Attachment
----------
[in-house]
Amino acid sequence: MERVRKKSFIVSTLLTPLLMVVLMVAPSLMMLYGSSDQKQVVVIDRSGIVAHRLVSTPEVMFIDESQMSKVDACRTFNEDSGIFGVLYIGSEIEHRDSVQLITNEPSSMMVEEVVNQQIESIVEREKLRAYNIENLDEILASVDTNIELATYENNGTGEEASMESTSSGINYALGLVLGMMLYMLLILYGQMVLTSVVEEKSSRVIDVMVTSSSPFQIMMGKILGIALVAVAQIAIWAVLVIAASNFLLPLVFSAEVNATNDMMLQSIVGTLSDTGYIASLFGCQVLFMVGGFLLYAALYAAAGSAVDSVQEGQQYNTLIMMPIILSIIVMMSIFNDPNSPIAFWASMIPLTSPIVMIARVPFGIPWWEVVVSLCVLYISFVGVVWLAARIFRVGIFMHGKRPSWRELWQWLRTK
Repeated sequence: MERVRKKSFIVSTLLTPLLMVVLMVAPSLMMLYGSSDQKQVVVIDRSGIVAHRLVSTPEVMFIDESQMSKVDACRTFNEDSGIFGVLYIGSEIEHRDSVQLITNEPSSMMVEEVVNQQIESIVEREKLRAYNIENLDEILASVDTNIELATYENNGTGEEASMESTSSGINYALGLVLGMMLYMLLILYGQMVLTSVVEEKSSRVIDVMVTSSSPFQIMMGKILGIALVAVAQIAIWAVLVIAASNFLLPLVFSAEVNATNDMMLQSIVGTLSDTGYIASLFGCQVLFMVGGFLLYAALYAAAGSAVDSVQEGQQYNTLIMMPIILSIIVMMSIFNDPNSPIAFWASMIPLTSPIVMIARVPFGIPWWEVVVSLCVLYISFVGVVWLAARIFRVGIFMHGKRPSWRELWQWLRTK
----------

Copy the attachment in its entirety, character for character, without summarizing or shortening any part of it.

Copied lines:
[in-house]
Amino acid sequence: MERVRKKSFIVSTLLTPLLMVVLMVAPSLMMLYGSSDQKQVVVIDRSGIVAHRLVSTPEVMFIDESQMSKVDACRTFNEDSGIFGVLYIGSEIEHRDSVQLITNEPSSMMVEEVVNQQIESIVEREKLRAYNIENLDEILASVDTNIELATYENNGTGEEASMESTSSGINYALGLVLGMMLYMLLILYGQMVLTSVVEEKSSRVIDVMVTSSSPFQIMMGKILGIALVAVAQIAIWAVLVIAASNFLLPLVFSAEVNATNDMMLQSIVGTLSDTGYIASLFGCQVLFMVGGFLLYAALYAAAGSAVDSVQEGQQYNTLIMMPIILSIIVMMSIFNDPNSPIAFWASMIPLTSPIVMIARVPFGIPWWEVVVSLCVLYISFVGVVWLAARIFRVGIFMHGKRPSWRELWQWLRTK
Repeated sequence: MERVRKKSFIVSTLLTPLLMVVLMVAPSLMMLYGSSDQKQVVVIDRSGIVAHRLVSTPEVMFIDESQMSKVDACRTFNEDSGIFGVLYIGSEIEHRDSVQLITNEPSSMMVEEVVNQQIESIVEREKLRAYNIENLDEILASVDTNIELATYENNGTGEEASMESTSSGINYALGLVLGMMLYMLLILYGQMVLTSVVEEKSSRVIDVMVTSSSPFQIMMGKILGIALVAVAQIAIWAVLVIAASNFLLPLVFSAEVNATNDMMLQSIVGTLSDTGYIASLFGCQVLFMVGGFLLYAALYAAAGSAVDSVQEGQQYNTLIMMPIILSIIVMMSIFNDPNSPIAFWASMIPLTSPIVMIARVPFGIPWWEVVVSLCVLYISFVGVVWLAARIFRVGIFMHGKRPSWRELWQWLRTK